Steve Winder – regional vice president, UK and Ireland at Epicor – explores the current trends regarding ERP and the manufacturing environment.
Manufacturers today are facing a barrage of disruptive technology including mobile; social; analytics; cloud; the Internet of Things; nanotechnology; 3D printing, and more.
These technologies are now combining to make the industry one of the most sophisticated in the world. If Darwin had studied manufacturing instead of nature, he would probably have said that businesses needed to respond and adapt to rapid industry change in order to survive.
Manufacturers are turning to next-generation ERP (enterprise resource planning) systems to help them adapt. A study by Redshift Research found that ERP is critical to the vast majority (80%) of companies, helping them to work faster, deal with more complexity, and make better decisions.
Although it’s clear that ERP is becoming essential, the same research also stressed the need for ERP systems to be more responsive. Half of respondents claimed that their current ERP was just adequate or basic, and a huge 35% were dissatisfied with the amount of time it took to retrieve information from their system.
Those surveyed were also asked how they will need to access their ERP system in the future. With 65% of business users see mobile access as important, it’s clear manufacturers need to embrace the latest technology trends in order to keep pace with change and to adapt and survive.
With the rise in remote working, it’s becoming increasingly valuable for ERP to work as part of a mobile business solution. This shouldn’t be a surprise to anyone, but there are few ERP systems on the market that offer full capabilities and dashboard integration from a mobile device.
The Redshift research found that 43% want smartphone access and 38% via a tablet device. A fully capable mobile system could open up increasing opportunities for ERP users – from logging prospect details in the corporate system at a trade event, to checking the progress of an order during a customer meeting.
Intrinsically linked with mobility is social collaboration. These tools are changing the way we communicate – whether it’s asking for help; participating in special interest groups; following experts, and acquiring or sharing information.
The new social collaboration paradigm is allowing us all to leverage the collective knowledge and experience of our network whenever and wherever we need to.
Nearly half of the businesses surveyed agreed that social collaboration can result in better customer communication, enabling them to share information in a new and interactive way.
Businesses that figure out how to embrace social collaboration have an opportunity to leap-frog those that don’t.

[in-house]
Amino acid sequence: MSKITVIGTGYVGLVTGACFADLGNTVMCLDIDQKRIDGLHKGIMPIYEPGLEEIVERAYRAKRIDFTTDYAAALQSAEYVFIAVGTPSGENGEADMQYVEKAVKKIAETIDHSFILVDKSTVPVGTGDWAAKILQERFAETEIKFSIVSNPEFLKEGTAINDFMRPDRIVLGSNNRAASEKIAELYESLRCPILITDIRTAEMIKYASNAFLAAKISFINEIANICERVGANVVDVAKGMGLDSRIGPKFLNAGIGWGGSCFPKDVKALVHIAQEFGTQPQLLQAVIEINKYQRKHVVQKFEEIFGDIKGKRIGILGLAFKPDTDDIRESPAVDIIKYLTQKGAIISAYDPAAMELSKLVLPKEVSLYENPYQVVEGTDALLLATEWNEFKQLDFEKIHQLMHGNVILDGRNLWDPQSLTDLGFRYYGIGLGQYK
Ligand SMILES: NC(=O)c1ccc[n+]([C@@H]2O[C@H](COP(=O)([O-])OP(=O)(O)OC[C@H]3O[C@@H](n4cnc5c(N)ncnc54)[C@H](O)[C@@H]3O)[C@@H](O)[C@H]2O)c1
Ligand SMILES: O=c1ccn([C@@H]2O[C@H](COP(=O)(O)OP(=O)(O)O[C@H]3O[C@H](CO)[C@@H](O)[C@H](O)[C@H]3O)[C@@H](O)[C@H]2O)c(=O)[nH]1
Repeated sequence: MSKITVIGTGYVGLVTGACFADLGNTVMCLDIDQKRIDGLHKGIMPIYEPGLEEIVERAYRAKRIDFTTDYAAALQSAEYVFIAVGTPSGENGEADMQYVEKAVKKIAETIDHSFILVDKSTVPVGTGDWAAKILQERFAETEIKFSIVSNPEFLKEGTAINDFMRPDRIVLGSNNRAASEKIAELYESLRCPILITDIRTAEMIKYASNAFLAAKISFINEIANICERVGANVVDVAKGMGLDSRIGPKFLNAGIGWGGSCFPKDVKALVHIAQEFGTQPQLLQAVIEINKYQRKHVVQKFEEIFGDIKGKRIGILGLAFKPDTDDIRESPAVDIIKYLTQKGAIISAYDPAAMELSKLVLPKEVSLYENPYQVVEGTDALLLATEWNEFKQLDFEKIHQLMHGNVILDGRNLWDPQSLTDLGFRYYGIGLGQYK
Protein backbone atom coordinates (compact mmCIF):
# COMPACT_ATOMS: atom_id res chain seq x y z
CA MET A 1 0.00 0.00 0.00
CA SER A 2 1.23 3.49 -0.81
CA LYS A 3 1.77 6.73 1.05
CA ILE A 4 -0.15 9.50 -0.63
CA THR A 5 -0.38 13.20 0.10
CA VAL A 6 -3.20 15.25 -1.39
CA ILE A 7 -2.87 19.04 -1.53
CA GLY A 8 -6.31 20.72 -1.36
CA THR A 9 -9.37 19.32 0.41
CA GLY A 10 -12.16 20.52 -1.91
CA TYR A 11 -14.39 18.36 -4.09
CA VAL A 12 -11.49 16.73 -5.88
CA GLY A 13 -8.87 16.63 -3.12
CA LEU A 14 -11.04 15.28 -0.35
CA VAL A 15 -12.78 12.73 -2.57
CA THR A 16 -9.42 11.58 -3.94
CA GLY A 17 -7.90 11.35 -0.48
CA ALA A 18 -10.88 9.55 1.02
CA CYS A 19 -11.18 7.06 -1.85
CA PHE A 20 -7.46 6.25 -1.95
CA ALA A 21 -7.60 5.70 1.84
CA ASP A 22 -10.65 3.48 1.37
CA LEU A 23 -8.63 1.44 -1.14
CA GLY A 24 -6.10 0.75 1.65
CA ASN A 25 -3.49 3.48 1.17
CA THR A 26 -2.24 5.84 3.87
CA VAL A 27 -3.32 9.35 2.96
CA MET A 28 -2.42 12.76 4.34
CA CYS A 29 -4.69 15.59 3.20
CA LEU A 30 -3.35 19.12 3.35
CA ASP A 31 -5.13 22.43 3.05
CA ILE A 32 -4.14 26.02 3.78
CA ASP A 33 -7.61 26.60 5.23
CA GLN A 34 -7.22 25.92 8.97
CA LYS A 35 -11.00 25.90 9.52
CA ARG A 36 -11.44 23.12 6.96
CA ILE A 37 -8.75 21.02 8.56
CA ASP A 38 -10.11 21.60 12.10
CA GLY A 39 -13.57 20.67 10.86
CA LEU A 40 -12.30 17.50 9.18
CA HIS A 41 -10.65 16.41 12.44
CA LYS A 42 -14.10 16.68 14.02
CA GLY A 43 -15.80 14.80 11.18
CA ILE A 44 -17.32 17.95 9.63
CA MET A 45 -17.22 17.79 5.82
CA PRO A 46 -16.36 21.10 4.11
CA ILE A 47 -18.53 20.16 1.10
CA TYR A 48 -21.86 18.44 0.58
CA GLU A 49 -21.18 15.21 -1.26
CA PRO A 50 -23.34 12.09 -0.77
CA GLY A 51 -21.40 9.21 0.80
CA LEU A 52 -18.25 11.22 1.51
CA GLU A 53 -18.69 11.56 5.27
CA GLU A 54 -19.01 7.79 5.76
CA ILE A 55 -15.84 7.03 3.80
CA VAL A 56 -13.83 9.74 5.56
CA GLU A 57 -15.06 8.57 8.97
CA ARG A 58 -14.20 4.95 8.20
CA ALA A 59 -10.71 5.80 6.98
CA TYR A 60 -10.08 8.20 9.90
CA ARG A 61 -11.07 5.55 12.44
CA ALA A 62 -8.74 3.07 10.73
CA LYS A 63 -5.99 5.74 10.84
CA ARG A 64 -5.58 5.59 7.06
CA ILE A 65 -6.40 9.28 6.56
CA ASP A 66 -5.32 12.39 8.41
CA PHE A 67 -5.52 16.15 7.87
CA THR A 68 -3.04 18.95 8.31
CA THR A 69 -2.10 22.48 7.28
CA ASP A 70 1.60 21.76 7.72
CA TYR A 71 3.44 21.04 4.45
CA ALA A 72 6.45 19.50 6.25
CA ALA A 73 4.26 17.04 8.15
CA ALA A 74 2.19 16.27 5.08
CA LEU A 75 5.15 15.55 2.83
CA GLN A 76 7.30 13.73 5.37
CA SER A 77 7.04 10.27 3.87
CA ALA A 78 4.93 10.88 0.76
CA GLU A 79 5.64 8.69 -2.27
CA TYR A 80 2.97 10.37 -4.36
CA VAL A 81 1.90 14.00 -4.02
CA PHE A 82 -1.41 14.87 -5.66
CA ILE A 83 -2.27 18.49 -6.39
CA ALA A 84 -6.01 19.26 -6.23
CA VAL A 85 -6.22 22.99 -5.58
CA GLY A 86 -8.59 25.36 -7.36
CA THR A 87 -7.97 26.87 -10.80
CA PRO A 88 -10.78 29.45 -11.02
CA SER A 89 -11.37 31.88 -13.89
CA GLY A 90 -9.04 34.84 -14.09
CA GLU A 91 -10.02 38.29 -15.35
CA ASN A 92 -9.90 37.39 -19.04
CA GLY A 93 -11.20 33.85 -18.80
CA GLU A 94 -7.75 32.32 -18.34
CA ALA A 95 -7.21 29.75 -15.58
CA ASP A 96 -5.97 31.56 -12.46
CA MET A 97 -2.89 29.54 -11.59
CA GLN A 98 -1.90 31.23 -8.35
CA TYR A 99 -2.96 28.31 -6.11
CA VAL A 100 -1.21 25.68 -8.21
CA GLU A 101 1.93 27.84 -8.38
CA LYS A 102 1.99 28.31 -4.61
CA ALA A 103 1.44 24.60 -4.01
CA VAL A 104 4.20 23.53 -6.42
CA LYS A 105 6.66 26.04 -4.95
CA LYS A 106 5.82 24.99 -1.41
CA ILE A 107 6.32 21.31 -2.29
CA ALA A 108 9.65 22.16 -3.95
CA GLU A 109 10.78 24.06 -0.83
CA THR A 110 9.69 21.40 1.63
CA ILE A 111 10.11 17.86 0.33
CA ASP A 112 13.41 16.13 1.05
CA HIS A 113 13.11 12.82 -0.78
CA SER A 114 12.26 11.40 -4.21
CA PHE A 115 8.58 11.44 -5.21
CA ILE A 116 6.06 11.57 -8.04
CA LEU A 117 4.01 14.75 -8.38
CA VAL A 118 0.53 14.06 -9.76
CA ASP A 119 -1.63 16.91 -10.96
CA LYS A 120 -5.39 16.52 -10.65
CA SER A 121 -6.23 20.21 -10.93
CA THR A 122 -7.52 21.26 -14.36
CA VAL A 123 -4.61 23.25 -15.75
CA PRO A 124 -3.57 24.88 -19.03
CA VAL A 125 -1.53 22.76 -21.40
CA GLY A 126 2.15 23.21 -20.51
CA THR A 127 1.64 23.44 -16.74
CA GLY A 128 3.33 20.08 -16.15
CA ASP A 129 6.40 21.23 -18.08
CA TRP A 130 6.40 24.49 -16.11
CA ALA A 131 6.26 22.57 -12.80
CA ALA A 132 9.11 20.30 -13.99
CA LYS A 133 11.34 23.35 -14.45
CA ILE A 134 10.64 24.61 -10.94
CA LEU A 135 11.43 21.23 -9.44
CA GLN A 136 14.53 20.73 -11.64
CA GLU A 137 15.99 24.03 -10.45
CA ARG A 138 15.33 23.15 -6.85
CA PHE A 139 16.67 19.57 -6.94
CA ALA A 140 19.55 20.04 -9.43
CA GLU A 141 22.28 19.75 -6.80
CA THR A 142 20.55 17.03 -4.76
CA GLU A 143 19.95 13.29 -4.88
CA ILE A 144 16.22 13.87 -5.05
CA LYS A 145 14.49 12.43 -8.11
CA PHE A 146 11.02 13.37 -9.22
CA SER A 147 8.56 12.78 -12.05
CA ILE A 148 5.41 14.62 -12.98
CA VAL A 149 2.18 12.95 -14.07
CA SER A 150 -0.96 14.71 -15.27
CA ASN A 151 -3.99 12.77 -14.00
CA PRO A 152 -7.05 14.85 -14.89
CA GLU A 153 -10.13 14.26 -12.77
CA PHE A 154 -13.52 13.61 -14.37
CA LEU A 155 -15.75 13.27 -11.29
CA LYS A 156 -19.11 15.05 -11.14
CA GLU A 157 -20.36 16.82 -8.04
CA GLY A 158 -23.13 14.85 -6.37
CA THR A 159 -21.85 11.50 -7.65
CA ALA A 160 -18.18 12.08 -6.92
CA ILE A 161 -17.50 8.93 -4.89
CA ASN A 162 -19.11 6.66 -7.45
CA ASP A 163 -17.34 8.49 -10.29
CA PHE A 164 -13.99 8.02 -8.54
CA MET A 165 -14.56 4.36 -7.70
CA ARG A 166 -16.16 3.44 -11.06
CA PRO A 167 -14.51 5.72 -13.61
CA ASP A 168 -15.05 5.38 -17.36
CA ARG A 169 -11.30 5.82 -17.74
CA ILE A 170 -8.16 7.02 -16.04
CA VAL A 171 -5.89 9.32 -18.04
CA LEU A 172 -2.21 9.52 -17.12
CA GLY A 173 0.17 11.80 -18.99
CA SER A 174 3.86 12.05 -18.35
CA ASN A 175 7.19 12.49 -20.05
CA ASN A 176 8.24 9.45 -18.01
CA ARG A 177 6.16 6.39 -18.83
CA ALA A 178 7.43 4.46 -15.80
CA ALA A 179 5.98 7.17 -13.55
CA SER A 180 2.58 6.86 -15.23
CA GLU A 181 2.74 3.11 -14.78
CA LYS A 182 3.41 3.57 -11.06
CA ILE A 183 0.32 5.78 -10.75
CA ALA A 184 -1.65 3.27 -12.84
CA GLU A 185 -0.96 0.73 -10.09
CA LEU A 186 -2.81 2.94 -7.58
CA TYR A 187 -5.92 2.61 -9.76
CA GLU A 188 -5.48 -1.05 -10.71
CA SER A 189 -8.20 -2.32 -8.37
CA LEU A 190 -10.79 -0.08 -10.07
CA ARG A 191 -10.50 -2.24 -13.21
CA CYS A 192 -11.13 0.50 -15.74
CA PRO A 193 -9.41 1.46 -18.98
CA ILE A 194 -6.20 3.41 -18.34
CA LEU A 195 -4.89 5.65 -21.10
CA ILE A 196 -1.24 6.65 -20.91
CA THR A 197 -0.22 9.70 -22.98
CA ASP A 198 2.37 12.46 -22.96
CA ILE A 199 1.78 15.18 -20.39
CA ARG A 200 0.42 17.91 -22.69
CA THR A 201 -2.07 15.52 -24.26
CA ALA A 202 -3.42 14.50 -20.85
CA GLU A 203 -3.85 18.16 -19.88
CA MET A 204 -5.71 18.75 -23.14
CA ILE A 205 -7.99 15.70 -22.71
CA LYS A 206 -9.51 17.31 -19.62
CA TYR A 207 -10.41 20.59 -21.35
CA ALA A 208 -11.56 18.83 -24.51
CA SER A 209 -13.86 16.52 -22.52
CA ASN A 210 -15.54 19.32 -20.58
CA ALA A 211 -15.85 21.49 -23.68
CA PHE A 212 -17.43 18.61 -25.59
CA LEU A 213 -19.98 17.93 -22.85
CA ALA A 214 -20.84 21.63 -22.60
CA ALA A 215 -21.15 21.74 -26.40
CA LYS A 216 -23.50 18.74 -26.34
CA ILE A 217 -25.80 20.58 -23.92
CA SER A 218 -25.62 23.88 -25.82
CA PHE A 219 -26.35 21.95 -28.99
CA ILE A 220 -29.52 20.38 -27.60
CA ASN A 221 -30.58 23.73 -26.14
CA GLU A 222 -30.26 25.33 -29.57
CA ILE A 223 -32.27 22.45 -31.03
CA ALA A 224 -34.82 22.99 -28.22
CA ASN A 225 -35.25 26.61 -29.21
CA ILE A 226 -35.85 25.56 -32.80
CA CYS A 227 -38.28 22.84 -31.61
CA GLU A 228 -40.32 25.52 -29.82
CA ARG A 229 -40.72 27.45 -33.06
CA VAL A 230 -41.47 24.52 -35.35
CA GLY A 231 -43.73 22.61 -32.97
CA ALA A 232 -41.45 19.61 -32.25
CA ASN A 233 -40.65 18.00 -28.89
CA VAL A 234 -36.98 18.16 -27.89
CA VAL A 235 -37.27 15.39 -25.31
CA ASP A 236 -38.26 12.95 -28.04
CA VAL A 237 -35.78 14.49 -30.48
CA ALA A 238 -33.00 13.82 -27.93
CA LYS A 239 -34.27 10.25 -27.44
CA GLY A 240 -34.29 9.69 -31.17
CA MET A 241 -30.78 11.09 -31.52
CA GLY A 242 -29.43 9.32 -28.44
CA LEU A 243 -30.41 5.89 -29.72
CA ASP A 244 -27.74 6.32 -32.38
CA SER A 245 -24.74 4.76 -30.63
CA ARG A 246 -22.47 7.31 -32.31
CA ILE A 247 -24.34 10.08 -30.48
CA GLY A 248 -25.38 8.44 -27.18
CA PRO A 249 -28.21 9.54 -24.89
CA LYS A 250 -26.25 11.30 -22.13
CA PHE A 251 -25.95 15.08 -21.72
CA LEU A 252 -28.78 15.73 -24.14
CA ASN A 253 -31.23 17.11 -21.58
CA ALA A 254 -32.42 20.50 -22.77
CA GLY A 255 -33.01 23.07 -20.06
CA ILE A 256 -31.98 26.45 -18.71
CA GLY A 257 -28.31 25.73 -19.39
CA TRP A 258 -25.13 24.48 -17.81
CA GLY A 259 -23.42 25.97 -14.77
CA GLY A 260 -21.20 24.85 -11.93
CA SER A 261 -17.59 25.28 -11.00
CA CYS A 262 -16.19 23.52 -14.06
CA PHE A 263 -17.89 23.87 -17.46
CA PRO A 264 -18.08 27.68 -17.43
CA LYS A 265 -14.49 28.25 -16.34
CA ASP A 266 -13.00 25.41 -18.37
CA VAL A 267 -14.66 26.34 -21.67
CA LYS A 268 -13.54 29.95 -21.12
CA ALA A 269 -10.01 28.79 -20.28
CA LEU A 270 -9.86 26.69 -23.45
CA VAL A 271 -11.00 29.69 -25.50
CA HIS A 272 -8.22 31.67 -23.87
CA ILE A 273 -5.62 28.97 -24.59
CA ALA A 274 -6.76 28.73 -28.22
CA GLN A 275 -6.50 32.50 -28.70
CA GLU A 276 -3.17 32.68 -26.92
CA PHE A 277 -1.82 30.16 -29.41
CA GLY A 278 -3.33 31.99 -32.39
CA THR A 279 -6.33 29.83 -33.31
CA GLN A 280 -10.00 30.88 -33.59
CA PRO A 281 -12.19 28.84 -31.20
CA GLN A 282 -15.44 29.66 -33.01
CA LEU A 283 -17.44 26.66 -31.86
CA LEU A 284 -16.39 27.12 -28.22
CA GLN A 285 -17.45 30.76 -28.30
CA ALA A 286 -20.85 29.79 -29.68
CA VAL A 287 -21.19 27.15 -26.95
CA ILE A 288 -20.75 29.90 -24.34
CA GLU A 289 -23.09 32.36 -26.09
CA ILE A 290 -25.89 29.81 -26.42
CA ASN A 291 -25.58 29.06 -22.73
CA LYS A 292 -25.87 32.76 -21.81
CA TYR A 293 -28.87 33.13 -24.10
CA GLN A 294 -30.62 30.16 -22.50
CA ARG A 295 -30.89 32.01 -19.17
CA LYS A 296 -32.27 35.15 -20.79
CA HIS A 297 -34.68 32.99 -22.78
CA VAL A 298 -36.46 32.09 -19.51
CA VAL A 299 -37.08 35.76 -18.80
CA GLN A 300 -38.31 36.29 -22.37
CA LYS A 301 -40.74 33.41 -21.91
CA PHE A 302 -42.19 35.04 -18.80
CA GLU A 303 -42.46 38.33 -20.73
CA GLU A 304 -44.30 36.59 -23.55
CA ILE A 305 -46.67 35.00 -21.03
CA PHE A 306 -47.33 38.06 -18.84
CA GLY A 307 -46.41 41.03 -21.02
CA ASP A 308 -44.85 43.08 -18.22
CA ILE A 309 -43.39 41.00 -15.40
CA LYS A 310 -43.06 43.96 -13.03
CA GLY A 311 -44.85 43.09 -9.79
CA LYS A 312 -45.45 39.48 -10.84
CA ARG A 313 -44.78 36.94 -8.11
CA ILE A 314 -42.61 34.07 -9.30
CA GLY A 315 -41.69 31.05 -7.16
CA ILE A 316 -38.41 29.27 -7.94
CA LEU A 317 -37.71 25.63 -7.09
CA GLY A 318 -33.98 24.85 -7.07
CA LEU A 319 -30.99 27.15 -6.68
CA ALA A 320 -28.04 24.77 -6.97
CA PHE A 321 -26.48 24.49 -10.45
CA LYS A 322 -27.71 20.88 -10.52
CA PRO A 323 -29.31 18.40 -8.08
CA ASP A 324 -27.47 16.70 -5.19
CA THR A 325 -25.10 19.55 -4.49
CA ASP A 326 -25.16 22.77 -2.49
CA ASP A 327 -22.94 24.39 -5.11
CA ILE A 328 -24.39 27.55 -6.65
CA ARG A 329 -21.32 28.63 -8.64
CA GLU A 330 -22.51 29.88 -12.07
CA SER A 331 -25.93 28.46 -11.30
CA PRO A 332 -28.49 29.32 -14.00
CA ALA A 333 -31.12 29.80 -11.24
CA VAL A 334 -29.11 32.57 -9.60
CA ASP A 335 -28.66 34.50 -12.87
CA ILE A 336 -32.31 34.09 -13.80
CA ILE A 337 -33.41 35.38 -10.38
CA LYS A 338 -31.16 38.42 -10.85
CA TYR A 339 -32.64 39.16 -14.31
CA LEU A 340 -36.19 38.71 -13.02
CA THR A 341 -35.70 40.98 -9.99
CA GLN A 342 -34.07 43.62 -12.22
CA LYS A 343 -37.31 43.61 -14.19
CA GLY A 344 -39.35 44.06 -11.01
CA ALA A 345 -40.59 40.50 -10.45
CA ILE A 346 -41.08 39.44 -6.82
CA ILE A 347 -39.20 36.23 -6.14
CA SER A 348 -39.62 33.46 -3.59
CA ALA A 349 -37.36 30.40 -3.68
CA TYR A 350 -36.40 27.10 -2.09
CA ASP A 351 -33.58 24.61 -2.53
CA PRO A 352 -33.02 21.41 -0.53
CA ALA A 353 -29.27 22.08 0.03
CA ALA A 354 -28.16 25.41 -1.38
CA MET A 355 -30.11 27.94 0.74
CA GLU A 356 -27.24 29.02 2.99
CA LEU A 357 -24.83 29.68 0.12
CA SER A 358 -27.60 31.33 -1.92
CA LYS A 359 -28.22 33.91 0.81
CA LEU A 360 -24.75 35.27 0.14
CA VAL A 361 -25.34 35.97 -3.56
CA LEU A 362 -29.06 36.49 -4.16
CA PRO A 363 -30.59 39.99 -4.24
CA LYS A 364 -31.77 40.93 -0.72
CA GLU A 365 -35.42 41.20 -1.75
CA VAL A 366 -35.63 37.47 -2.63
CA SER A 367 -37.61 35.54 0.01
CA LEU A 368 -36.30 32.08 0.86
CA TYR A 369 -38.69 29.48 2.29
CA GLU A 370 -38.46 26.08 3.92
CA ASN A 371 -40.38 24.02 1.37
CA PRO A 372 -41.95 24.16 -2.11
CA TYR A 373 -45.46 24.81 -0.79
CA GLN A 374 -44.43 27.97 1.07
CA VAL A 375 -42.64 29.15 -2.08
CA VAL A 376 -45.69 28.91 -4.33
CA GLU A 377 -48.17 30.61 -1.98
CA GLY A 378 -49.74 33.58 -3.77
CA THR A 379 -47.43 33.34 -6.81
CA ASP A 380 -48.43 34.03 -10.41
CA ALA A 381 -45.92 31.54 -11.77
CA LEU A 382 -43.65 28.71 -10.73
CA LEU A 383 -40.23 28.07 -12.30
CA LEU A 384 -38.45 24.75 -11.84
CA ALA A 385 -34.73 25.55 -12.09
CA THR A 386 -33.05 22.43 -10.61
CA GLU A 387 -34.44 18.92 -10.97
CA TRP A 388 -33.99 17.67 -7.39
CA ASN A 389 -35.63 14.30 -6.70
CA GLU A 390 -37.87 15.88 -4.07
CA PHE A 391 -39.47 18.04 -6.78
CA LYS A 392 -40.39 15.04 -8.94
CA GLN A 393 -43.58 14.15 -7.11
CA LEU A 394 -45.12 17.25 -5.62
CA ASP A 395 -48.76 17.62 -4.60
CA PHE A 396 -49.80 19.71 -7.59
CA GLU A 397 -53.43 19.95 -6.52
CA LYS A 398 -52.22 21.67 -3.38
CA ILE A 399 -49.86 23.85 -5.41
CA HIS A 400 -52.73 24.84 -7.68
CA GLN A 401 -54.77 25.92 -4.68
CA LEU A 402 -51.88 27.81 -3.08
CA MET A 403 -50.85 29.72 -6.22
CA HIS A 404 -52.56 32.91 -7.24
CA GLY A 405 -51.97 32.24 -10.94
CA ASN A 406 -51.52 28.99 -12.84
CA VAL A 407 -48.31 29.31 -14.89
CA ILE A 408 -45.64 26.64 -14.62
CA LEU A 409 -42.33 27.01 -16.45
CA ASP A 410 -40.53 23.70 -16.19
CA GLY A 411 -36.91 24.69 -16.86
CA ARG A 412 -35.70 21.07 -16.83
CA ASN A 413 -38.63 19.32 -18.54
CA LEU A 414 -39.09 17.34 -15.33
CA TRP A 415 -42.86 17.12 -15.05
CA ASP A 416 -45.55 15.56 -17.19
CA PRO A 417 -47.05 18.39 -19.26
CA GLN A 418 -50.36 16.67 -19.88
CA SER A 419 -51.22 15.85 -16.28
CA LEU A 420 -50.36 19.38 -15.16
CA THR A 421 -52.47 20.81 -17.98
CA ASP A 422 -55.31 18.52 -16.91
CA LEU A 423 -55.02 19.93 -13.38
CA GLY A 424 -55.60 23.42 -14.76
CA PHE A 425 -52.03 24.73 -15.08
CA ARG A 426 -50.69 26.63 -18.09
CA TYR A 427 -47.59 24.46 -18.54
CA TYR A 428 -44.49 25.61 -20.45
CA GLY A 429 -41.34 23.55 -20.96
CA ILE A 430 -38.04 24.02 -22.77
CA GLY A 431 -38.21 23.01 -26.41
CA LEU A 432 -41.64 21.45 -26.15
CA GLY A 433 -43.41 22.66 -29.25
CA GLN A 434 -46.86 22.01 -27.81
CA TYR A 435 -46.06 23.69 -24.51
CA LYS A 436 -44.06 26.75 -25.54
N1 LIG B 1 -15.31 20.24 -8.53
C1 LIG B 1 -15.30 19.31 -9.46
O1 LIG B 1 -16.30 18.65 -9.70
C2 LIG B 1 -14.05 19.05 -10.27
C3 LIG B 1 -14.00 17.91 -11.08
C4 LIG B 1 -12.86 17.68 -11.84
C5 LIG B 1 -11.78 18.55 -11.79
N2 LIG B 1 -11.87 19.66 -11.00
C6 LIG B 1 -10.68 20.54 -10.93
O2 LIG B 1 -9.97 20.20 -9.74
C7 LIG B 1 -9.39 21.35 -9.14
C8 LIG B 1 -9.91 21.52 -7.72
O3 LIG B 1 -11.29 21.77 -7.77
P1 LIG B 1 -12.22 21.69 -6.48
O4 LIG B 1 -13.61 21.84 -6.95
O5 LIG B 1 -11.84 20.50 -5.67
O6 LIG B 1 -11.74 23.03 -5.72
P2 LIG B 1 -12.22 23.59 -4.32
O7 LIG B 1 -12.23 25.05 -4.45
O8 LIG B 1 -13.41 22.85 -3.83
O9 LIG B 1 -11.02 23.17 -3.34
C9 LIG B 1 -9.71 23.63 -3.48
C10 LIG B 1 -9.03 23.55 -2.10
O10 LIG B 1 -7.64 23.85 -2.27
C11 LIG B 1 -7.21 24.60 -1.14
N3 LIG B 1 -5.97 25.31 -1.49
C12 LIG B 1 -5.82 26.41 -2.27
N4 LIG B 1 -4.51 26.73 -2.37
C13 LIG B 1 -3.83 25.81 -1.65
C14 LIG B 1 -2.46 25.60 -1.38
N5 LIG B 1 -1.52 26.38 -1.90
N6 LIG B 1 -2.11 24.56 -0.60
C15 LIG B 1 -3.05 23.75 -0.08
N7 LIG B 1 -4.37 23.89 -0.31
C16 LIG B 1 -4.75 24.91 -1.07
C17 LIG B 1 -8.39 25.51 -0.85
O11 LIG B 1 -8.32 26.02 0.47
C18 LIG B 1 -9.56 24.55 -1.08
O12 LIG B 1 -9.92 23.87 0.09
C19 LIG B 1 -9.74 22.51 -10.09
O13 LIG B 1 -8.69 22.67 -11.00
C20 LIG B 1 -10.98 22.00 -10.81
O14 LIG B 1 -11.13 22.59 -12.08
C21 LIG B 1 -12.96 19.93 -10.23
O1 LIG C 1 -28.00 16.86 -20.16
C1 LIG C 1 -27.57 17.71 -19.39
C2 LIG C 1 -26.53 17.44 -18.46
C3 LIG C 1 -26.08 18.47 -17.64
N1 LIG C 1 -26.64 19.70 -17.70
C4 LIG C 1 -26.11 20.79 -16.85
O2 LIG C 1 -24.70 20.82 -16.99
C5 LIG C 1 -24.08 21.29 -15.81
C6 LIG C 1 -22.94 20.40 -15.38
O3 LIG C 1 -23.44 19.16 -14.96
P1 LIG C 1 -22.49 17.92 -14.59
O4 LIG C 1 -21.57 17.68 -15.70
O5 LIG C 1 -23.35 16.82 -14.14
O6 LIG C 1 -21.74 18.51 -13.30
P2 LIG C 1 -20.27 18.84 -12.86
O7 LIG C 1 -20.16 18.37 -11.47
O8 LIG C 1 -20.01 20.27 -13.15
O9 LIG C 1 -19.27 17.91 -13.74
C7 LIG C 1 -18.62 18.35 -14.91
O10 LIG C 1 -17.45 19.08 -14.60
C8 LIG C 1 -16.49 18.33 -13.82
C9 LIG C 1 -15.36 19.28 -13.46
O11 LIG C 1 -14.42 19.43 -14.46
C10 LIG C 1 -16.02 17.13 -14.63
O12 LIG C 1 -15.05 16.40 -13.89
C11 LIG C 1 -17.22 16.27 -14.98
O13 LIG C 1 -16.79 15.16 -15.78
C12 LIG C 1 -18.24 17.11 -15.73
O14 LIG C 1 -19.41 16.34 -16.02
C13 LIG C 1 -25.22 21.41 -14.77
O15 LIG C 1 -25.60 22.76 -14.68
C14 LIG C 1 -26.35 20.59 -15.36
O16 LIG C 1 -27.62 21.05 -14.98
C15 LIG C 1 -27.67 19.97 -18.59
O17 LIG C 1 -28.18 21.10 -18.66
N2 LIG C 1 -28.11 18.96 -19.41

Choosing to embrace change
It’s the emerging economies that seem to be most willing to embrace an ERP change. For example, Chinese and Mexican businesses are significantly more positive about the adoption of social collaboration tools than in the established economies of Europe or the US.
It’s possible that leading manufacturers in mature economies like the UK have already realised some of the benefits that put them ahead of their competition. These businesses are generally also working with a legacy ERP and find it hard to bolt social collaboration capabilities onto their existing system.
The businesses in emerging economies are sometimes adopting ERP for the first time and therefore have seemingly more choice and a greater ability to measure ROI from recent technology developments. In this sense, mature markets need to catch up with the emerging ones.
Responding to data growth
As we become more connected, we generate more data. Data is also becoming more dynamic, immediate and instant. As the amount of data grows, a business needs new and faster ways to drive insight and actions accordingly. A key trend any business needs to address therefore, is how to respond to this data increase.
Manufacturers rely on ERP systems to convert an overwhelming volume of data into actionable intelligence. Therefore, the value of an ERP system is to bring information to those who need it; at the moment they need it; in a form that they can use, and in a way that they can action immediately from anywhere.
The value comes from increasing the reach of ERP, to every part of an organisation, making it as usable on the shop floor as it is in the boardroom.
Making things simple
Information needs to be easy to comprehend. With more data than ever before, a management team needs to be able to quickly access the information they need and interpret it correctly and then respond to change.
Data needs to be displayed in ways that can be quickly digested. Dashboards have always been popular for ERP analytics and we can expect to see this trend to continue for management teams to quickly access snapshots of productivity and operational efficiency.